SPSS 23.0 software was used for establishing the database. Chi-square test was used for statistical analysis to evaluate the efficacy of the KD treatment for the 60 patients at 12 weeks, according to variables including seizure onset age, the starting age of the KD treatment, the SCN1A mutation and the numbers of concurrent AEDs. p < 0.05 was regarded as statistically significant.

Results

Among the 60 DS patients (34 boys and 26 girls). Fifty patients (83.3%) were detected with SCN1A mutations. The median seizure onset age was 5.5 months (3–11 months). Two or more seizure types were monitored during the course, including hemi-clonic seizures, generalized tonic-clonic seizures, focal seizures, myoclonic seizures, and atypical absence seizures. Fifty-seven patients had episodes of status epilepticus (seizure lasting for 30 min or longer). The seizures were fever-sensitive in all 60 patients. Twenty-seven patients had seizure episodes when taking a hot-water shower. twenty-Three patients had a post-vaccination seizure. The median starting age of KD therapy was 46 months old (14 months to 11 years and 6 months old). The duration of the KD ranged from 12 weeks to 54 months, with a median duration of 44 weeks. 41 (68.3%) patients remained on the diet for more than 24 weeks, 22 (36.7%) patients for more than 48 weeks. Nine of 60 patients, without significant improvement, discontinued the KD therapy from 12 weeks to 24 weeks after the initiation.

The seizures in 35 patients (35/60, 58.3%) were reduced over 50% at 12 weeks, including 20.0% (12/60) in Grade I, 20.0% (12/60) in Grade II, 18.3% (11/60) in Grade III, respectively, according to Engel scale (Table 1). Among them, the KD effect was observed within 2 weeks in 30 patients (30/35, 85.7%). At 24 weeks, 61.1% (25/41) of the patients had a >50% seizure reduction. At 48 weeks, 77.3% (17/22) had an over 50% reduction in their seizure frequency (Table 1). According to the statistical analysis, the efficacy of KD in DS patients did not correlate with the seizure onset age, the starting age of the KD treatment, the SCN1A mutation and the numbers of antiepileptic drugs combined with KD treatment (Table 2). With the treatment of KD in the 60 DS patients, 10 patients had ever been seizure free for 12 months to 24 months (The median duration was 20 months). Three patients withdrew 1 or 2 AEDs after being seizure free for 2 years since the initiation of the KD therapy.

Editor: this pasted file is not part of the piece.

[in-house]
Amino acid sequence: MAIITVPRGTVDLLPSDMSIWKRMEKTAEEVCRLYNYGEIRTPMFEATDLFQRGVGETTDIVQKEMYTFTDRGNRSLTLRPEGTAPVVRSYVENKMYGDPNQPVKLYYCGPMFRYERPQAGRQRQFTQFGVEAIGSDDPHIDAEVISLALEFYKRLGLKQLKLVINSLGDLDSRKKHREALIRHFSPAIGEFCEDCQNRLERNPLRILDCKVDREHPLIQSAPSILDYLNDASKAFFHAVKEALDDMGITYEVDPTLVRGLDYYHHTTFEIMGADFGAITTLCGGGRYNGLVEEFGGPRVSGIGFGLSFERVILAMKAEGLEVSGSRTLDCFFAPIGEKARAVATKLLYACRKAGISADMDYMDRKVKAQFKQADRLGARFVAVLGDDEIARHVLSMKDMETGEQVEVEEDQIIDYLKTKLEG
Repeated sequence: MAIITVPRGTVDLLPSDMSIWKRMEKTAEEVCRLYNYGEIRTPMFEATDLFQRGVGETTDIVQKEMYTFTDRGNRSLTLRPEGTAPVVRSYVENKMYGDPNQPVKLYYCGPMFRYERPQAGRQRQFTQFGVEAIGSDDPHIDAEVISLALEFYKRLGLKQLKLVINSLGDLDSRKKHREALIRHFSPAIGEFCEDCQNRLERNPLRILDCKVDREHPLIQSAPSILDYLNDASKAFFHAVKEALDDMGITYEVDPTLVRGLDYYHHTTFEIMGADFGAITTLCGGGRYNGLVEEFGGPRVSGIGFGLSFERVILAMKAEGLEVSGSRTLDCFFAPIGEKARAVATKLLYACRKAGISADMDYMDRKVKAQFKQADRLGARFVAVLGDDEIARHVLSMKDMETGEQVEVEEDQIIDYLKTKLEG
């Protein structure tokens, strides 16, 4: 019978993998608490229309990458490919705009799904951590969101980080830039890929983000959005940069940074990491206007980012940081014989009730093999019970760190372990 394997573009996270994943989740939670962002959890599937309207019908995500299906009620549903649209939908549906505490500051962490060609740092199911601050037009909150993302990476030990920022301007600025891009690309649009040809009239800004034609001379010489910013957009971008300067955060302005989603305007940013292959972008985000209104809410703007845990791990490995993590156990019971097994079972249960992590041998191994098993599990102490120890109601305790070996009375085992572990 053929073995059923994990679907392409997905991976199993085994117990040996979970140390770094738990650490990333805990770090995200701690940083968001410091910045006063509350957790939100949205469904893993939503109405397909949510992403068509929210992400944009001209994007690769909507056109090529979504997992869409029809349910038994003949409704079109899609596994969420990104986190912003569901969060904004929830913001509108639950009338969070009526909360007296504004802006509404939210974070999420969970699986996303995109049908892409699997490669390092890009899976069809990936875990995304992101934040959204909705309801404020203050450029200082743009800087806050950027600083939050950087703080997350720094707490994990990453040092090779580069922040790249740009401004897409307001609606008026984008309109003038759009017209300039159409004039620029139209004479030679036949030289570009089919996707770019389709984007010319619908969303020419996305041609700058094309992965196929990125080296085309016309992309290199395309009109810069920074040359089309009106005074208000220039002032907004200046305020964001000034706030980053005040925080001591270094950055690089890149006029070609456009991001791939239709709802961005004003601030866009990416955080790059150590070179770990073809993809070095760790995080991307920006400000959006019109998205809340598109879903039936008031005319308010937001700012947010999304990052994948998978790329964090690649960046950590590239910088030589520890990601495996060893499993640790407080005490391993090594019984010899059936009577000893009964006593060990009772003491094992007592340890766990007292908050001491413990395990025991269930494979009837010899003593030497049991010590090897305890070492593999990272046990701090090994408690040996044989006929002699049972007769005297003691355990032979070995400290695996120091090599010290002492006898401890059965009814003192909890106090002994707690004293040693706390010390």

TABLE 1
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Table 1. The efficacy of KD treatment in DS patients.

TABLE 2
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Table 2. The analysis of the efficacy of KD therapy at 12 weeks in DS patients.

The efficacy of 9 KD-effective patients declined after the treatment for 4~96 weeks. Two of the 5 patients with Grade I at 4 weeks dropped to Grade II at 8 weeks, one dropped to Grade III, two patients declined to Grade II and Grade III at 12 weeks and 24 weeks. Two of the 4 patients with Grade II at 12 weeks reduced to a lower rank with Grade III and Grade IV at 24 weeks, respectively. The remaining 2 patients declined to Grade IV at 48 weeks and 96 weeks.

In 10 KD-effective patients, the background rhythm of their EEG showed obvious improvement, and interictal epileptic discharges decreased significantly. The VEEG results of 3 patients with Grade I or Grade II were normal after 12 months with KD treatment. According to the description of their parents at the 24-week visits, cognitive function of 22 patients was improved including 4 patients with Grade III and 2 with Grade IV after 6 to 12 months with KD treatment. Language ability progressed in 14 patients, including 2 patients with Grade III. Motor function was improved in 13 patients including one patient with Grade III.